We sat down to rest for a while before the 4-hour bus journey. About 20 minutes later, one of the two guys called out my attention and whispered to me that the bus which will take us to the city will leave at 4 o’clock in the afternoon, and we could take the other option which is a minivan that will leave in a while. Our group decided to wait for the bus because that’s what’s included in the package. Less than 10 minutes after, the guy approached us again and said they didn’t want to wait any longer so we should take the minivan and pay another THB300. We said no to his offer.
My two friends talked to other travellers and they discovered that the minivan is offered free-of-charge to them. Again, free-of-charge. Moments after, the guy approached us again and insisted on taking the minivan for a lowered price of THB 100. We strongly said no to this, since my friend had a talk with the minivan driver and agreed that we will join their ride for free. We told this to the two guys, and it was obvious they were shocked and got enraged. Perhaps because we knew about their modus. They said we can’t join the minivan group, because what we paid was for the bus ride. Okay, we clearly understood their point. However, the minivan ride is offered for free. So why are they not allowing us to leave? The tension intensified. The other guy left, but the other one stayed and kept forcing us to pay THB100 if we opt to ride the minivan. My friend asked the other minivan drivers on stand-by if the ride is really free-of-charge; they all whispered yes. The discussion went on and the guy was just going around the bush. That we didn’t pay for the minivan, we paid for the bus. That’s his statement for a hundred times.
One of the two guys who assisted us from the border to the terminal
We were about to lose hope of catching the minivan. So I asked the guy if we can make a call to the travel agency to formally ask permission to ride it. He said we can call, but kept on saying the same alibis he said earlier. He didn’t hand us his phone to make a call by the way. So we insisted that we will ride the minivan, but will not pay him any amount. It took another ten minutes before he decided to allow us to leave via minivan, leaving them empty-handed.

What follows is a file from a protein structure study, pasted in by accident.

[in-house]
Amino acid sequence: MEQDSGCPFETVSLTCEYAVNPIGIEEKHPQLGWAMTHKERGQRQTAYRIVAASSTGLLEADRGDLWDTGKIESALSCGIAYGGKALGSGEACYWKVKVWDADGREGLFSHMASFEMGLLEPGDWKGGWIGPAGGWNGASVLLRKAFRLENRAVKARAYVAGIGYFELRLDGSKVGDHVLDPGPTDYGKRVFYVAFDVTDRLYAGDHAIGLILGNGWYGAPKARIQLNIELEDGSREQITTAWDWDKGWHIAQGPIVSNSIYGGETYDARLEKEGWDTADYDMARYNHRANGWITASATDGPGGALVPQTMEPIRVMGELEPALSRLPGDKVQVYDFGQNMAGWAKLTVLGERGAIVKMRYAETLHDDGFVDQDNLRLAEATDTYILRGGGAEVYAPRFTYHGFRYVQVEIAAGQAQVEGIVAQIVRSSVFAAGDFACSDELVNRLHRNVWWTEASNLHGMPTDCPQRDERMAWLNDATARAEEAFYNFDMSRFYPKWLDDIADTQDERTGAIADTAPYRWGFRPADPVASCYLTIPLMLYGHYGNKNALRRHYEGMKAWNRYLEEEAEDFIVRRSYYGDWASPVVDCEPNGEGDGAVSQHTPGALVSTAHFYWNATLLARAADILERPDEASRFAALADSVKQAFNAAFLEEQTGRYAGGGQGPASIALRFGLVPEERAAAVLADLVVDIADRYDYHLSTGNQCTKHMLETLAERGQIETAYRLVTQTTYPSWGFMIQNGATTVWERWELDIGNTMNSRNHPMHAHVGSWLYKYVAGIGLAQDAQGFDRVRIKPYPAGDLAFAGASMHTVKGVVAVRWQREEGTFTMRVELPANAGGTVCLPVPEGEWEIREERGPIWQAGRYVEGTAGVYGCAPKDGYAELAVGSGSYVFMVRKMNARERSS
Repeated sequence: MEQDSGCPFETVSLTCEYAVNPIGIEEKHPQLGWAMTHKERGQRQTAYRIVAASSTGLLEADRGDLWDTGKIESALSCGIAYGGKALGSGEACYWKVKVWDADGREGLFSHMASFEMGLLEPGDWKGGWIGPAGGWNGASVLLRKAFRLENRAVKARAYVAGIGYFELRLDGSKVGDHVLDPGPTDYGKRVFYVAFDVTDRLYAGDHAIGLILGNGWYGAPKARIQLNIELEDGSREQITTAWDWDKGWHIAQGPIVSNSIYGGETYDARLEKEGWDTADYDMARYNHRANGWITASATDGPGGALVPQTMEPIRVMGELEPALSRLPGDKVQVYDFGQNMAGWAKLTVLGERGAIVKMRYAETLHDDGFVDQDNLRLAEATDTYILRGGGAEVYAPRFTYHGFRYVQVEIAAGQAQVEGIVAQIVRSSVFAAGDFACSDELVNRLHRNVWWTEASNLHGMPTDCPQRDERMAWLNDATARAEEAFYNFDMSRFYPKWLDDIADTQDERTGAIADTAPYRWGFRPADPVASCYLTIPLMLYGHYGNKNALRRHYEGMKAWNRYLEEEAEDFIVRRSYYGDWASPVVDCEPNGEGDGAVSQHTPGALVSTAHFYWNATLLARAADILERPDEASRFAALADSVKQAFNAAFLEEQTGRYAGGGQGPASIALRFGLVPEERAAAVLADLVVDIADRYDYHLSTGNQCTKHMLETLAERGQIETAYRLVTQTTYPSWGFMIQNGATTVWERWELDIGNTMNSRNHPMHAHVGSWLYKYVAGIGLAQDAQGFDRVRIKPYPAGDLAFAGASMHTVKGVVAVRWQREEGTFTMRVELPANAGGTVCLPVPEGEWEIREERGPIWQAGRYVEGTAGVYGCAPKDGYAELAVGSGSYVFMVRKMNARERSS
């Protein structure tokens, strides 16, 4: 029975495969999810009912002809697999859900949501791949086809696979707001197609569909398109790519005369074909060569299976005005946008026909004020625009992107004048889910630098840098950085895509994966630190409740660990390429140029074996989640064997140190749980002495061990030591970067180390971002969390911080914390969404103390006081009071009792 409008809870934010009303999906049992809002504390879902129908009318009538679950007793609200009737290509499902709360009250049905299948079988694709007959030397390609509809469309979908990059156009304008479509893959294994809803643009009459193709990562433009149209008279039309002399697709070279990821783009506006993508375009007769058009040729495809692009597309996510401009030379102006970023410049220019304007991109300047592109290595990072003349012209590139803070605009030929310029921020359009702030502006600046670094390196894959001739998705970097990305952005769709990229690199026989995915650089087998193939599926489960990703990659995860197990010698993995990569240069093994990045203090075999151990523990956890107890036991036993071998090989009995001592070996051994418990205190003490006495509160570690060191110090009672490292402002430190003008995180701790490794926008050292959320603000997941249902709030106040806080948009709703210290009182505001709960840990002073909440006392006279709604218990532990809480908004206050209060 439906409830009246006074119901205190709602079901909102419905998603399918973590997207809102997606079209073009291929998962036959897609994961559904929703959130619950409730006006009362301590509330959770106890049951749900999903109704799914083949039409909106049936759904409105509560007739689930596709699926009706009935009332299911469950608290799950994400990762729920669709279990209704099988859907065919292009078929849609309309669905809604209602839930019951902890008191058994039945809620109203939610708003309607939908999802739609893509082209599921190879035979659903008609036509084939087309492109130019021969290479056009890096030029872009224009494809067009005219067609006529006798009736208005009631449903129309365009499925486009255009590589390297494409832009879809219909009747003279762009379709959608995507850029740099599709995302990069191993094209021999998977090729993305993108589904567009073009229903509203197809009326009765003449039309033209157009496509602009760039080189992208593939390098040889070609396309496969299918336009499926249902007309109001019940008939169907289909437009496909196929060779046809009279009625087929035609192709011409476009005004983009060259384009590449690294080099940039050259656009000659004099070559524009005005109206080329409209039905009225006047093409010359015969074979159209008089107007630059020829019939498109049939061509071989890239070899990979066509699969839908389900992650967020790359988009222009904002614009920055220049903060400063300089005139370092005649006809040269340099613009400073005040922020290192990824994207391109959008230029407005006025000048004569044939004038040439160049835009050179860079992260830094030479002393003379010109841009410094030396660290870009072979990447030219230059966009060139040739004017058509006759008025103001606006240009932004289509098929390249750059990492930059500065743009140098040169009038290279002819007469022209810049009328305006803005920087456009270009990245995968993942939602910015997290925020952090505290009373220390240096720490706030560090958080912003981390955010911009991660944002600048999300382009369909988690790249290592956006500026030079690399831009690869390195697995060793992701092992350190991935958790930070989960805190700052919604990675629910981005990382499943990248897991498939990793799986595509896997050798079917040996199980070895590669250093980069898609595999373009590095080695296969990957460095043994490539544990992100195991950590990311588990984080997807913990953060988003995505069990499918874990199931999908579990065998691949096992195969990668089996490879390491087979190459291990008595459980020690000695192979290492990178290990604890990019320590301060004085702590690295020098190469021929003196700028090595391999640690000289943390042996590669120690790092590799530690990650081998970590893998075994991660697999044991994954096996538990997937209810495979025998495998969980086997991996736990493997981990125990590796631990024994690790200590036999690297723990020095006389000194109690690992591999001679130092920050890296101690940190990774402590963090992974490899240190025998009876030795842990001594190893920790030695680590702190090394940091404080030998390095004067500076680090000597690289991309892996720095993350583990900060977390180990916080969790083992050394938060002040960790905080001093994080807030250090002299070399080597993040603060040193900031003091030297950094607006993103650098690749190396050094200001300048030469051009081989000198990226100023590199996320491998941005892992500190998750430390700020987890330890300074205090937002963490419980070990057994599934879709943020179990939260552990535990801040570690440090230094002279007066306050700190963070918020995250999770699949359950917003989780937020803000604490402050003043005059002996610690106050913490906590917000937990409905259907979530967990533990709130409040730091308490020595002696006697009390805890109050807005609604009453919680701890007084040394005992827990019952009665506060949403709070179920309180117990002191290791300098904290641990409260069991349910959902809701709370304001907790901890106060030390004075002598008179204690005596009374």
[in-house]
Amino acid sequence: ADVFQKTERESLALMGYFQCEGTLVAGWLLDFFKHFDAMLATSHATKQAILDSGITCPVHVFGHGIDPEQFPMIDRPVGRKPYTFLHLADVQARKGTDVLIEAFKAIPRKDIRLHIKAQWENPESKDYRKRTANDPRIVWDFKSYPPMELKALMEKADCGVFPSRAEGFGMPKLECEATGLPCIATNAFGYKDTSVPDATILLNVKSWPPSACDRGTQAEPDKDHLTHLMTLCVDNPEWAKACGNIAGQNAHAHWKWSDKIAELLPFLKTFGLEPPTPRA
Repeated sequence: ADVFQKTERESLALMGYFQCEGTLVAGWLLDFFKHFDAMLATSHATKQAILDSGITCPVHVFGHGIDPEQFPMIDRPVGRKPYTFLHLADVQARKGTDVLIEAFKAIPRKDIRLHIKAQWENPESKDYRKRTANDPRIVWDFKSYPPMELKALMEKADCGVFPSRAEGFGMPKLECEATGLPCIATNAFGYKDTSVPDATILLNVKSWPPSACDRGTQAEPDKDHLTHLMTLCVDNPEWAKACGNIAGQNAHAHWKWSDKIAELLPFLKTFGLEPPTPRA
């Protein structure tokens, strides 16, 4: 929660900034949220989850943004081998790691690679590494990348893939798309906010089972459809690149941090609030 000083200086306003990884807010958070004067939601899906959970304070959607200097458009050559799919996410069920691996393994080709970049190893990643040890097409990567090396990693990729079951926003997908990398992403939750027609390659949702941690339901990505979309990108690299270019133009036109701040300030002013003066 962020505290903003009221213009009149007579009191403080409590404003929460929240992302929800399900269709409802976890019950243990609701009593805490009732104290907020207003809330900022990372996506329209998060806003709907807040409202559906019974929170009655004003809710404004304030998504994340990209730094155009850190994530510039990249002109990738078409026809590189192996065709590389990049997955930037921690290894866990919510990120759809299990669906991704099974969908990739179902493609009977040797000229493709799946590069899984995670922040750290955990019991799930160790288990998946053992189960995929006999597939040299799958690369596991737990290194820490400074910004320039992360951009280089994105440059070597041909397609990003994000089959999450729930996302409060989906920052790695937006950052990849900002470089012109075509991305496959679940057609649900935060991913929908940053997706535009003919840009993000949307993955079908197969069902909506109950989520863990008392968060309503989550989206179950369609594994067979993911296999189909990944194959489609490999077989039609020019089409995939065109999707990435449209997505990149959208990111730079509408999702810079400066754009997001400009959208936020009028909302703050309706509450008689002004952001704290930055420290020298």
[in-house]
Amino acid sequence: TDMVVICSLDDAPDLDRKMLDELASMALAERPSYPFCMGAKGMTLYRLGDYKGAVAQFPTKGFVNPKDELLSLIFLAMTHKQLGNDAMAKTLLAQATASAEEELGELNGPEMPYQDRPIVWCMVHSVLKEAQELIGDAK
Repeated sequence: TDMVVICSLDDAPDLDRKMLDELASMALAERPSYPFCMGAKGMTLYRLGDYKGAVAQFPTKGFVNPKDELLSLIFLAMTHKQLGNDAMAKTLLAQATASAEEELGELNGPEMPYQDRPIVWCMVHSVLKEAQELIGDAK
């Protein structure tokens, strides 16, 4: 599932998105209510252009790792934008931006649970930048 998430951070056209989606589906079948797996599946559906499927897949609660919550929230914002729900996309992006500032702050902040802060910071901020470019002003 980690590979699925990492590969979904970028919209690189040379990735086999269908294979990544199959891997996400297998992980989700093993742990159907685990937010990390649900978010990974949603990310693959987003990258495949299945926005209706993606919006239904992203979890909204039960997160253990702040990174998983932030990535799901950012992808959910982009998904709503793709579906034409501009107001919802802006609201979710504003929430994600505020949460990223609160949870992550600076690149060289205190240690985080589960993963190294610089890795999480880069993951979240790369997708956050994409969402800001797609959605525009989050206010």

I am sharing this with my readers as a guide in planning an overland trip from Bangkok to Siem Reap.
So here are some tips to avoid being scammed and to make your trip cost-efficient:
1. Don’t book via HEHA Travel & Tours
Office of HEHA Travel and Tours
The travel agent promised us a smooth total of 7-8 hours travel time arriving Siem Reap by 2:00 PM, without informing that our bus will be available at 4:00 PM.
2. Cheaper transfers within Khao San Road area
Image credit: Mr Bullitt
There are travel agencies within the area that offer almost half the price of what we booked through HEHA Travel & Tours. We’ve already booked when we saw these ones.
3. When at the border, don’t entertain any offer from anyone.
4. Ride the train from Hua Lampong to Aranyaprathet border if you have more time to spare. It costs only $1.6.
5. Don’t take a 2-in-1 offer
Just book a minivan or bus transfer to the border. There are available buses and minivans from the border to Siem Reap City.
6. If you plan to book any package through a travel agency, take a photo of the agency’s number for emergency purposes.
7. Don’t rely solely on a tourist information centre
One of the reasons why we trusted HEHA Travel & Tours’ service was because the Tourist Information Centre agent near Wat Suthat told us that the price of an all-in-one package costs THB 750 and up. The information he gave us was not grabbed from the Tourism Department’s website by the way.
Image credit: Darcy M | The Thai Cambodian border crossing at Poipet
Scams are everywhere, but we have various ways to prevent it. We just need to be well-informed of the alternatives we can do instead of settling with travel agencies that can’t keep their promises. I’m still thankful for this experience because we learned a lot from it.